Criteria keep affordable housing empty
Affordable housing is sitting vacant in Nevada County because the criteria required by city housing assistance programs and the funding for county programs is limiting the number of qualified families.
Grass Valley leaders readily concede the city’s affordable housing program isn’t working, and at least one developer says until the program is improved, he won’t construct his single-family home project off of Bennett Street.
“It’s kind of like trying to thread the eye of a needle,” said John “Red” Burke, president and broker of Burke Home Loans.
County and city programs require good credit, four to five members in a household and an annual income of less than $53,000, and those applying must be first-time home buyers, Burke said.
“There’s not a huge number of people who can meet all the criteria,” Burke said.
Last year, nine families fit the county’s criteria before $750,000 worth of state funding for the county’s down-payment assistance program ran out.
“Right now we are tapped dry,” said Nina Bigley, program manager of the county’s Housing and Economic Development Department.
Kirk R. Olson of KMS Homes in Rocklin hasn’t found anyone for his townhome project – Iron Horse I – requiring three affordable units. He said he won’t start a neighboring single-family home development – Iron Horse II – that also calls for affordable housing because of the trouble he had with the townhome project. Those projects are near Bennett and Ophir streets.
“I’m very reluctant to start that (development) phase until the city does something,” Olson said.
The city, which in the past compiled a list of who qualifies for affordable housing, has no names for a list, said Community Development Director Joe Heckel.
“It’s a very time-intensive process,” Heckel said of the city’s affordable housing qualifier list.
Grass Valley’s affordable housing program is self-sustaining, with revenue replenished every time a user sells a home. The city pays 20 percent down for eligible applicant home purchases and receives 20 percent of the sale price when the person sells the home.
Credit is a big issue, and as many as half the families who come to Burke’s office have blemishes on their credit scores.
“That is probably one of the biggest hurdles they have,” Burke said. “They don’t understand the rules of the game.” Showing a documented income also can be difficult for families who are self-employed or working under the table, Burke said.
Some people might meet the city’s income standards – between 80 percent and 120 percent of median income – but they can’t get a loan for a down payment, Heckel said.
More than 50 people seeking affordable housing at Olson’s townhome project at Bennett and Ophir streets didn’t qualify because of credit troubles or an inability to verify three years of income, Olson said.
There’s no simple answer to the city’s affordable-housing problem, Heckel said.
“Yes, there is a struggle to find a family (for the affordable homes),” Heckel said. “There’s no question about that.”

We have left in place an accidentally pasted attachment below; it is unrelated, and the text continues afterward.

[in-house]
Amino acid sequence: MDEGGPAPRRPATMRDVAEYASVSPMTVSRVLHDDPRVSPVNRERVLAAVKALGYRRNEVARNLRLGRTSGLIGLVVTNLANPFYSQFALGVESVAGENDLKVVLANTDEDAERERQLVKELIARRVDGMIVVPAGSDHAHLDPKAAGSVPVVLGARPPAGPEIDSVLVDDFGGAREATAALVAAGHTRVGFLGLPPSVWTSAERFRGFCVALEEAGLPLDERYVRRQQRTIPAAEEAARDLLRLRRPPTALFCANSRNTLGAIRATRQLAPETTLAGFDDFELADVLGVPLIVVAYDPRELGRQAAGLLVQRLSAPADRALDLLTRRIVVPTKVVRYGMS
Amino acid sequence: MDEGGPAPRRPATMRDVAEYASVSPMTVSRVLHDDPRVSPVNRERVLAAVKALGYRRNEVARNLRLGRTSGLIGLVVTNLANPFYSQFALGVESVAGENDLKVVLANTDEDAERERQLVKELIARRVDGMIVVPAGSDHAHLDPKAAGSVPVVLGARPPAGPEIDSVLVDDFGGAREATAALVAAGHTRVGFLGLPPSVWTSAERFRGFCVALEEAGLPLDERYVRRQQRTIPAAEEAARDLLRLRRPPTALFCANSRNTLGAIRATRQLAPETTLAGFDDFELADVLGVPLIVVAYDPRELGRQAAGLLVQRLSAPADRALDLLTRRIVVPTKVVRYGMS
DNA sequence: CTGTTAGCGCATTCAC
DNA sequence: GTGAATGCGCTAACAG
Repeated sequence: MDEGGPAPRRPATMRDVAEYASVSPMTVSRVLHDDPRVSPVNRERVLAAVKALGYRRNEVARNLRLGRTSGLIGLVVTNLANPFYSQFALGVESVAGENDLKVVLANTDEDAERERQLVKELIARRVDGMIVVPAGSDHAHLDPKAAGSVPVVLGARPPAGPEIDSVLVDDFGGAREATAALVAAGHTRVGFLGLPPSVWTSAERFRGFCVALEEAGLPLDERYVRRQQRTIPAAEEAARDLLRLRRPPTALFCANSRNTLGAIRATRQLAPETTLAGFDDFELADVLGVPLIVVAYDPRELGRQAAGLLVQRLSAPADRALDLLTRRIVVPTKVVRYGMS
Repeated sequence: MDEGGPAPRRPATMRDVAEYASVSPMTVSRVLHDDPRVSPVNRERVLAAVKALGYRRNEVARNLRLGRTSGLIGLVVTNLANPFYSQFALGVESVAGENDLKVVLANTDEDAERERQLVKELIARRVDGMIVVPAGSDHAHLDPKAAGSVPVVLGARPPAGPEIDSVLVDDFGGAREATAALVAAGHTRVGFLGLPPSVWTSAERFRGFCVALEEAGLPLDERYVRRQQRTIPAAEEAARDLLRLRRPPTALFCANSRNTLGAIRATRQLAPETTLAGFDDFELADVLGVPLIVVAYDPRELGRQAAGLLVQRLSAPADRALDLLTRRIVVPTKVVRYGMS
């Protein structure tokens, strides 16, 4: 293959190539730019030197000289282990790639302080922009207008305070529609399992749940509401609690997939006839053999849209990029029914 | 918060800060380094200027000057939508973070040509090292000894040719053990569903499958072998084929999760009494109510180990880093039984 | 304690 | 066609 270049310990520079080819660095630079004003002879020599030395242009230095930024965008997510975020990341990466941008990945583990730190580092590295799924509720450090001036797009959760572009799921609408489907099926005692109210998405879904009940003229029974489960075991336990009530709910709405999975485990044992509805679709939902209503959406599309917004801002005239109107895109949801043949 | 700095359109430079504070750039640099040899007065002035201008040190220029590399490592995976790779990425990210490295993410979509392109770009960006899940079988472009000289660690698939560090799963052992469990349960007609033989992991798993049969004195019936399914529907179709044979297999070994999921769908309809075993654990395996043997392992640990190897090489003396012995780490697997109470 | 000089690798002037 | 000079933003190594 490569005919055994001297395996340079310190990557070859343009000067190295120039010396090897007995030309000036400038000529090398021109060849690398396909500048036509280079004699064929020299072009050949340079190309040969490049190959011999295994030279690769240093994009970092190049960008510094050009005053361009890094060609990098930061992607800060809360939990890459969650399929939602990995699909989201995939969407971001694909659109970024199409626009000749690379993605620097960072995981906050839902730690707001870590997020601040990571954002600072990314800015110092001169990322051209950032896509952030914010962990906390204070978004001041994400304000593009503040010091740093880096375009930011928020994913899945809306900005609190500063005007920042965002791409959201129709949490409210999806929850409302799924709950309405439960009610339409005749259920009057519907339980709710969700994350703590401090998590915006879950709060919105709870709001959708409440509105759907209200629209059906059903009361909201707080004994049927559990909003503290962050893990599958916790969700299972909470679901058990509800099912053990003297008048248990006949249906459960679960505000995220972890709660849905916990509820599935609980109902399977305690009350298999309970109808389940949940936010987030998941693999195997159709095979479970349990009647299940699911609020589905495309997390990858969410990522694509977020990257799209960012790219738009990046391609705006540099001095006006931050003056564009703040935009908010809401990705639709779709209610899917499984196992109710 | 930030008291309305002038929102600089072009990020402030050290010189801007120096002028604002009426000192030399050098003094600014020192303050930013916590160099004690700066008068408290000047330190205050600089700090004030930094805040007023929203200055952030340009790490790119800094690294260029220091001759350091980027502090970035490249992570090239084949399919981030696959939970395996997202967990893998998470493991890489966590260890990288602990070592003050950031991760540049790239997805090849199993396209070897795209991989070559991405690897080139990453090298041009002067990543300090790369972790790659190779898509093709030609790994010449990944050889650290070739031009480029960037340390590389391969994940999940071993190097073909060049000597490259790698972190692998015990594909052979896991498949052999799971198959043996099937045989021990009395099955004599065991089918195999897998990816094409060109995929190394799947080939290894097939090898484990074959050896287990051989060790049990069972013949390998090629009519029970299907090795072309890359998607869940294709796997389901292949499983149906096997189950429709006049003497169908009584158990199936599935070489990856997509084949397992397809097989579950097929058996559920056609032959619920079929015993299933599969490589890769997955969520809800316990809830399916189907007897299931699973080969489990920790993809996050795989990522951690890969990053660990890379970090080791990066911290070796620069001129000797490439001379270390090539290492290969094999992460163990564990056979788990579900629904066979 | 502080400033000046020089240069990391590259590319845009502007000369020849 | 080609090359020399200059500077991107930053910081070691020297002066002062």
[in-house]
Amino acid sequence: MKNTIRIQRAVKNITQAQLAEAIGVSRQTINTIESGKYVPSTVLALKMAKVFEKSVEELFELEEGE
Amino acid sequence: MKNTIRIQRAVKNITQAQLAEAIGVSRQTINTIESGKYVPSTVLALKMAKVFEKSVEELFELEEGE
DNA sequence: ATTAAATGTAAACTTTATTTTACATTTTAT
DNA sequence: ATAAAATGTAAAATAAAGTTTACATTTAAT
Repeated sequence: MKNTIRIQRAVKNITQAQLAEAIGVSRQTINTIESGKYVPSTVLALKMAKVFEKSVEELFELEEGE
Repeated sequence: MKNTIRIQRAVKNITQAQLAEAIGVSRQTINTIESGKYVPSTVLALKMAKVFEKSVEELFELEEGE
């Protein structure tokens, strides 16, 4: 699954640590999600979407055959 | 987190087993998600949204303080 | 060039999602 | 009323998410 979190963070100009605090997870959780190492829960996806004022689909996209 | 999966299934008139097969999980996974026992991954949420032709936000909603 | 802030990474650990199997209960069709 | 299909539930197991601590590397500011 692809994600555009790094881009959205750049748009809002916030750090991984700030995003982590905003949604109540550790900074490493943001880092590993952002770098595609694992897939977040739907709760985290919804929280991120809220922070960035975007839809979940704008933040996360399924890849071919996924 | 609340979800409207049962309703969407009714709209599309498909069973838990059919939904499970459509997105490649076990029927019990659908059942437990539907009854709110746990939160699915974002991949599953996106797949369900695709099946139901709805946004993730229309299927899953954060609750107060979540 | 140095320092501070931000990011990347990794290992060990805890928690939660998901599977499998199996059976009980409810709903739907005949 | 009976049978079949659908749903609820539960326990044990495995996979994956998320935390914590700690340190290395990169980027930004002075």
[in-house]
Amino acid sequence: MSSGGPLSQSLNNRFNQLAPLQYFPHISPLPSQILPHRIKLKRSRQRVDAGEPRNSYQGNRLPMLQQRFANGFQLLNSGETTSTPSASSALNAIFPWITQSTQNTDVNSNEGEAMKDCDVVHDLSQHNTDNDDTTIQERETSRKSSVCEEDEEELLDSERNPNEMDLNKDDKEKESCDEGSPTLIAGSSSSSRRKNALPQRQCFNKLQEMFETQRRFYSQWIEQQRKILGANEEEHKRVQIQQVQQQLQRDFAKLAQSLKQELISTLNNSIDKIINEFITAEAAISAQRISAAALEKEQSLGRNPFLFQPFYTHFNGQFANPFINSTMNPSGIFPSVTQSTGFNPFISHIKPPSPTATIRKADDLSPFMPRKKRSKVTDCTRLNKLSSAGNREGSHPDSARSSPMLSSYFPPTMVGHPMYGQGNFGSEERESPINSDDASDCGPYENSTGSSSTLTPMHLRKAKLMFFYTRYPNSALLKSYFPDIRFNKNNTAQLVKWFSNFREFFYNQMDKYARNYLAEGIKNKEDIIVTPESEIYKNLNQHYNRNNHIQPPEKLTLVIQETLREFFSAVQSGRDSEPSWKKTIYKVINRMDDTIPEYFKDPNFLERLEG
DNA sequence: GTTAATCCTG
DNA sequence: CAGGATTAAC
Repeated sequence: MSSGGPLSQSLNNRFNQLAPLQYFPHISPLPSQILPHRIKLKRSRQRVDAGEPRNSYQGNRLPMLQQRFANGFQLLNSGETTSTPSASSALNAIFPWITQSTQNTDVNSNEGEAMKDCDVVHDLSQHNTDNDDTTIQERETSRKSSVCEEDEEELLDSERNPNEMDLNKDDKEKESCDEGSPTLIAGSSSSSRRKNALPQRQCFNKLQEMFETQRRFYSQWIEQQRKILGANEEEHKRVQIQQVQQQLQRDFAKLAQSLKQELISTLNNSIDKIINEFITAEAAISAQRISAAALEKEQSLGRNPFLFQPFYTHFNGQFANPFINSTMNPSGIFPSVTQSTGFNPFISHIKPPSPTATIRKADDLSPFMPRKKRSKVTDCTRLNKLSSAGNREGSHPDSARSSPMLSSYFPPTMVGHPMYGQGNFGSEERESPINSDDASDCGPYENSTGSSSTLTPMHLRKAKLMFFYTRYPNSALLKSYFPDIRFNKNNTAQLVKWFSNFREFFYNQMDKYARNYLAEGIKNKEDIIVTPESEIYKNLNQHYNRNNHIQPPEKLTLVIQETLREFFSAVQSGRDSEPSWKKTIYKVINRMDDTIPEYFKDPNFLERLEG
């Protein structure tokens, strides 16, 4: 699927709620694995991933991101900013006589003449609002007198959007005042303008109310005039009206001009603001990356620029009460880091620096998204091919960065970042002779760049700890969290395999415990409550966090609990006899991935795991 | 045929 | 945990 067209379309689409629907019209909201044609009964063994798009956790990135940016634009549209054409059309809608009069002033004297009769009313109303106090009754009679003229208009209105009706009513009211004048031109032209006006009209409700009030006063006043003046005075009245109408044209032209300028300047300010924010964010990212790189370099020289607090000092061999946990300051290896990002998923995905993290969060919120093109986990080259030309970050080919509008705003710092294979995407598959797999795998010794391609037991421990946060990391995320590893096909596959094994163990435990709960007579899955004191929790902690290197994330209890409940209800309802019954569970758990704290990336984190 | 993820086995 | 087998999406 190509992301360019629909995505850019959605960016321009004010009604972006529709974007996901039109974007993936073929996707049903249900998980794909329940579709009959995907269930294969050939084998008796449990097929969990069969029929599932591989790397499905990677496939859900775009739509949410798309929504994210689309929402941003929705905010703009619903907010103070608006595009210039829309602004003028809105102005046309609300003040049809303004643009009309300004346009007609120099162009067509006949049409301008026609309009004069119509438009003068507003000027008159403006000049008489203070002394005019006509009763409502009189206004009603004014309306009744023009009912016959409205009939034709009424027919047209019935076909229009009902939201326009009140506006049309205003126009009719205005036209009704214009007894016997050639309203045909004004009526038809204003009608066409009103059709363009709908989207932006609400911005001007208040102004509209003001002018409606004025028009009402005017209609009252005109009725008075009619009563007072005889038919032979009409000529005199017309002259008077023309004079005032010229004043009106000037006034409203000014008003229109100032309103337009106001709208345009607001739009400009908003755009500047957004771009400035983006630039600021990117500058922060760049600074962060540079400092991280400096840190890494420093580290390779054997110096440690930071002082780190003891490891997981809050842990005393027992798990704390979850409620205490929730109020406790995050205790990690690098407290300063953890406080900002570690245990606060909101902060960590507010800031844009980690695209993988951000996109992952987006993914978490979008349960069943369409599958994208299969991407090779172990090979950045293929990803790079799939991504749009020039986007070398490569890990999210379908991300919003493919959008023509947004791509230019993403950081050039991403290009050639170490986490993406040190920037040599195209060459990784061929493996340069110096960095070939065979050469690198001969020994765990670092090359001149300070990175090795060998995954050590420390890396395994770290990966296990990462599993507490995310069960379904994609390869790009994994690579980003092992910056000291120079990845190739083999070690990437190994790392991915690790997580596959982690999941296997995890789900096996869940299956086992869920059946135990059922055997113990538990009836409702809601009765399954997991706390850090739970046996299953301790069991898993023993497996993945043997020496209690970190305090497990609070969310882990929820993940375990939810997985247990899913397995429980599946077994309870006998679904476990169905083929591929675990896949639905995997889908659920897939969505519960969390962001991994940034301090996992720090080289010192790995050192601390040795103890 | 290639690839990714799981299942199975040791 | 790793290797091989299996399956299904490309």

The city requires Olson and most new home developers to meet a 20 percent affordable home standard.
“That’s absolutely too high,” Olson said. “Very few cities and counties are that high.”
The affordability requirement places a heavy financial burden on developers, making it difficult to turn a profit, Olson said.
Olson’s single-family home development calls for 62 single-family residences, with 12 being affordable.
Part of the problem might be the type of affordable housing offered, said Grass Valley City Councilman Chauncey Poston.
“The question is what would you spend your money on,” Poston said. Smaller lots and smaller homes might not be appealing to some in the market for an affordable home.
There are more affordable houses available for the blue-collar worker now that the “fix and flip” craze of several years ago has run its course and buyers from Marin and Sonoma counties have gone away, Burke said. Many local buyers gave up on the idea of buying a home at that time but are slowly beginning to resurface, Burke said.
“We’re starting to see affordable housing stock back in that range,” he added.
Since 2000, the county and city have required developers to include an affordable housing component with each new housing project.
Granny units and studios over garages fulfill this requirement and have become a common way for developers to meet the county’s affordable housing requirements. While the small living spaces work for young couples with a baby, they aren’t the ideal affordable housing solution for larger working families.
A City Council subcommittee of Poston and Councilwoman Jan Arbuckle are expected to review the city’s affordable housing concerns and come up with a solution. A timetable for the subcommittee’s work hasn’t been set, Poston said.
Despite the city’s troubles, Nevada County Habitat for Humanity has been successful building homes in Grass Valley.
The nonprofit has built 11 homes in the past four years, said Kathy McDaniel, the local Habitat for Humanity’s executive director.
Tips for qualifying for a home:
• Get preapproval before looking for a home.
• Clean up tarnished credit scores.
• Shop for best interest rate.
• Seek out county and city assistance programs.
City of Grass Valley’s affordable housing program:
• Individuals must meet 80 to 120 percent of the city’s median income.
• Most developers are required to set aside 20 percent of their projects for affordable housing.
Nevada City’s affordable housing program:
• A family of four cannot exceed an annual income of $52,100.
• County will grant loans of up to $100,000 per family if state funding is available.
• Program helps with homes with a maximum purchase price of $417,000.
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